"Not good," she replied. "But how many people got that close to see it? I mean, you didn't get really close. I didn't hug him or kiss him. He wasn't attractive. But, something about dictators, it's attractive."

"Who has been your favorite dictator?"

"Well, it would've been Sukarno, 'cause I lived with him for so many years."

For those who need a refresher: Sukarno led the Indonesian independence movement in the late 1940s, and then seized total power. Adams would help him write his autobiography. "I wasn't helping him, I was writing it!" she laughed. "It was the 'as told to me' autobiography."

Rocca asked, "Did he ever make a pass at you?"

"Oh, well, naturally. I would expect it!" she laughed.

"How do you turn down a dictator?"

"Oh, you say: 'Oh, honey, take it easy, will ya', for Pete's sake? I'm not the type. Right now I need to get a story.'"

Rocca asked Adams about Joey Adams' 80th birthday party, noting, "That was a famous event, an infamous event!"

"'If you're indicted, you're invited,'" she said.

The guest list included crime family boss John Gotti, "Queen of Mean" Leona Helmsely, and a certain noted shoe collector. "Imelda Marcos was my friend," said Adams. "When she was on trial, I was with her every single day. She couldn't remember where she put $800 million."

"It happens," Rocca said.

"Yeah. that's what I said."

Joey Adams died in 1999 (he and Cindy never had children), and a friend gave Cindy a Yorkshire terrier, Jazzy, who became the love of her life.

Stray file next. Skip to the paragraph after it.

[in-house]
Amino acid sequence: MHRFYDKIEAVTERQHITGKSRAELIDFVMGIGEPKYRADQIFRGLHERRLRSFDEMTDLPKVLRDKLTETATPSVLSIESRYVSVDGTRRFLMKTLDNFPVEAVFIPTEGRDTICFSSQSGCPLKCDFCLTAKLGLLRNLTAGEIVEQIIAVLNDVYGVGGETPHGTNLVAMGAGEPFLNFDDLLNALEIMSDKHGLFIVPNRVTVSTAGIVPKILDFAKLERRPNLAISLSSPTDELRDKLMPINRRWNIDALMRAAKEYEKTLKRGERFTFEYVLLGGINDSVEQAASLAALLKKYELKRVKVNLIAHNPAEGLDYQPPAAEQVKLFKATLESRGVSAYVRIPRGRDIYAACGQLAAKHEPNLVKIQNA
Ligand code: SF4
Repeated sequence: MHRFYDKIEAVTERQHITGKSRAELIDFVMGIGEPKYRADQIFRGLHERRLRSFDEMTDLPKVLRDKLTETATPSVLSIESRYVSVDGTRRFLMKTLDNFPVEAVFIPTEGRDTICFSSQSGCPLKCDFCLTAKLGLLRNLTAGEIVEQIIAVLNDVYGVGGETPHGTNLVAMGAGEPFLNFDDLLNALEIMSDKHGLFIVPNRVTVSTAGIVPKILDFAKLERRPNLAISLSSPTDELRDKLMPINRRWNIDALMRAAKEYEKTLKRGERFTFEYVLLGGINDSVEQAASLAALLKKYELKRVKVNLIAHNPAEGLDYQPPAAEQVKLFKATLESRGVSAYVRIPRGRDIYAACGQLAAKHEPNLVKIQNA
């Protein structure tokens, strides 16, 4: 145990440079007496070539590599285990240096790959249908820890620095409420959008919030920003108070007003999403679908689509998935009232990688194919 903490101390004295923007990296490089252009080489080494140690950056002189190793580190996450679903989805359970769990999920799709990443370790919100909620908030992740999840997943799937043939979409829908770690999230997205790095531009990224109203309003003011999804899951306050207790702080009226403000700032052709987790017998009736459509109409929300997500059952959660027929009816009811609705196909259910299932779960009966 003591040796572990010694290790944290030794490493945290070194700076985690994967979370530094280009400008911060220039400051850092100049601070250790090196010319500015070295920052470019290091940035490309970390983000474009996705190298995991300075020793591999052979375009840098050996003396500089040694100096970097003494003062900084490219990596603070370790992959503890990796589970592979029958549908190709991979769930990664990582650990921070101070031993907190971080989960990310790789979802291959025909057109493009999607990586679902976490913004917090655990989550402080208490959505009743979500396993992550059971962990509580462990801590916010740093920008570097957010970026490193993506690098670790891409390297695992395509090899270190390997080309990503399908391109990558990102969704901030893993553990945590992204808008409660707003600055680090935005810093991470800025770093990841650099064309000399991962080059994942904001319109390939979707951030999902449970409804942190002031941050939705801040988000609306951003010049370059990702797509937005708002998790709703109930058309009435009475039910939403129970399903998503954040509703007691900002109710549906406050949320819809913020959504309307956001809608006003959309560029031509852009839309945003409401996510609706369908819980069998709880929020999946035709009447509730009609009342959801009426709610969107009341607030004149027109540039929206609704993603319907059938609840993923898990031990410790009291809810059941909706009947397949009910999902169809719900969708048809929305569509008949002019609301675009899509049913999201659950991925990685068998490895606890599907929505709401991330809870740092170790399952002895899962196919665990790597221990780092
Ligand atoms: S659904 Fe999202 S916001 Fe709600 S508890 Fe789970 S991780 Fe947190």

Today, Juicy is the new Jazzy. 

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Mo Rocca with Cindy Adams and her dog, Juicy.

CBS News

And every December 9, Juicy takes part in a ceremony that Adams started at Park Avenue's Christ Church: The Blessing of the Animals.

"We've had llamas, we've had goats, we've had pigs, we've had chickens, we've had horses outside," Adams said. "You have a dog?"

"I don't," Rocca admitted.

"How can you not have a dog?"

"Because I travel too much."

"I travel also. I also have a dog."

"Well, you've got a staff!"

"You can't have staff? CBS is paying you so little?"

Cindy also has human friends, including Judith Sheindlin, known to millions as Judge Judy. They met 22 years ago, and both sat down with Rocca at Fresco by Scotto, a favorite restaurant of Cindy's. 

"We play gin – we can play gin for a whole day," said Sheindlin. "We have played gin on a plane for 14 straight hours!"

Judge Judy readily testifies to her friend's character: "Her love of America is very serious. Her love of New York City is very serious. Her love of animals is very serious. Her loyalty to friends is very serious. Other than that, she will pee on anybody!"

At this point in Cindy Adams' bold-faced life, the only ring on her finger is the one she received from former New York Yankees owner George Steinbrenner.

"And my name's on it!" she exclaimed. "If you see my name on the side, because if your name's not on it, it's not legit. This way they know if you try to hock it or sell it."

Rocca asked Judge Judy, "Did you ever encourage her to date again?"

"You know, that's an interesting question. Men who are in their 60s want somebody who is 19," Judy replied.

Cindy was more blunt: "What are they gonna do for me?"

"There is Rudy Giuliani. He's single!" said Rocca.

Laughing Adams, exclaimed, "What are we doing here?" 

Judge Judy brought the gavel down on Rocca: "You had enough to drink. That's enough!"

Cindy Adams had the last word: "Get away from us! Get out of here, will you go away!"

       
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Story produced by Jay Kernis.